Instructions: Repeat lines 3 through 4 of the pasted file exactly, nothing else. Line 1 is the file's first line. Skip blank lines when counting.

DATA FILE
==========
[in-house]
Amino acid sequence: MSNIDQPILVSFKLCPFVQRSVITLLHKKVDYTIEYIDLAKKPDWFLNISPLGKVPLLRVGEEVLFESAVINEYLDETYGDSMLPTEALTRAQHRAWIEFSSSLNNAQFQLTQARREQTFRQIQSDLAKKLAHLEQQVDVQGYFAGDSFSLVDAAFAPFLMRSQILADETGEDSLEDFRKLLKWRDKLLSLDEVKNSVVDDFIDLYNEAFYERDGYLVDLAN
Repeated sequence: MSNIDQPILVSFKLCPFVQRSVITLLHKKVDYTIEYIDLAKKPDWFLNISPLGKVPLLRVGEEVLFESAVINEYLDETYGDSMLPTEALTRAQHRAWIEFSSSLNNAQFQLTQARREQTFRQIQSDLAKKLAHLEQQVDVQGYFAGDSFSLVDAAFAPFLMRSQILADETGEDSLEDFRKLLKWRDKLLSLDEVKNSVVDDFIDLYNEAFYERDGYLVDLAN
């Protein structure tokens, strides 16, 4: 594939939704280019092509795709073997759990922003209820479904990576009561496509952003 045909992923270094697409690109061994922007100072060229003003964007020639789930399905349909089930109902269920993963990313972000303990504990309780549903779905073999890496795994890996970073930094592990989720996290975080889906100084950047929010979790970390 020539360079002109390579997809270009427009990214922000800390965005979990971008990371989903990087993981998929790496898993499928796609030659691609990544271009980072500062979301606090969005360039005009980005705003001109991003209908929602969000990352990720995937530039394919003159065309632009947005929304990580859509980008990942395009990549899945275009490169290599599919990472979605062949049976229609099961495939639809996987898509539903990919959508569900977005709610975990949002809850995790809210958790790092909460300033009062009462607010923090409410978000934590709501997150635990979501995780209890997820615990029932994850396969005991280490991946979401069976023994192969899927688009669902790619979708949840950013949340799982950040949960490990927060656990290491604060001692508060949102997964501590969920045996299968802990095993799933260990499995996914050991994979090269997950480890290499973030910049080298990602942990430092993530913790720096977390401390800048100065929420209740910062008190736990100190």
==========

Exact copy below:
Repeated sequence: MSNIDQPILVSFKLCPFVQRSVITLLHKKVDYTIEYIDLAKKPDWFLNISPLGKVPLLRVGEEVLFESAVINEYLDETYGDSMLPTEALTRAQHRAWIEFSSSLNNAQFQLTQARREQTFRQIQSDLAKKLAHLEQQVDVQGYFAGDSFSLVDAAFAPFLMRSQILADETGEDSLEDFRKLLKWRDKLLSLDEVKNSVVDDFIDLYNEAFYERDGYLVDLAN
């Protein structure tokens, strides 16, 4: 594939939704280019092509795709073997759990922003209820479904990576009561496509952003 045909992923270094697409690109061994922007100072060229003003964007020639789930399905349909089930109902269920993963990313972000303990504990309780549903779905073999890496795994890996970073930094592990989720996290975080889906100084950047929010979790970390 020539360079002109390579997809270009427009990214922000800390965005979990971008990371989903990087993981998929790496898993499928796609030659691609990544271009980072500062979301606090969005360039005009980005705003001109991003209908929602969000990352990720995937530039394919003159065309632009947005929304990580859509980008990942395009990549899945275009490169290599599919990472979605062949049976229609099961495939639809996987898509539903990919959508569900977005709610975990949002809850995790809210958790790092909460300033009062009462607010923090409410978000934590709501997150635990979501995780209890997820615990029932994850396969005991280490991946979401069976023994192969899927688009669902790619979708949840950013949340799982950040949960490990927060656990290491604060001692508060949102997964501590969920045996299968802990095993799933260990499995996914050991994979090269997950480890290499973030910049080298990602942990430092993530913790720096977390401390800048100065929420209740910062008190736990100190």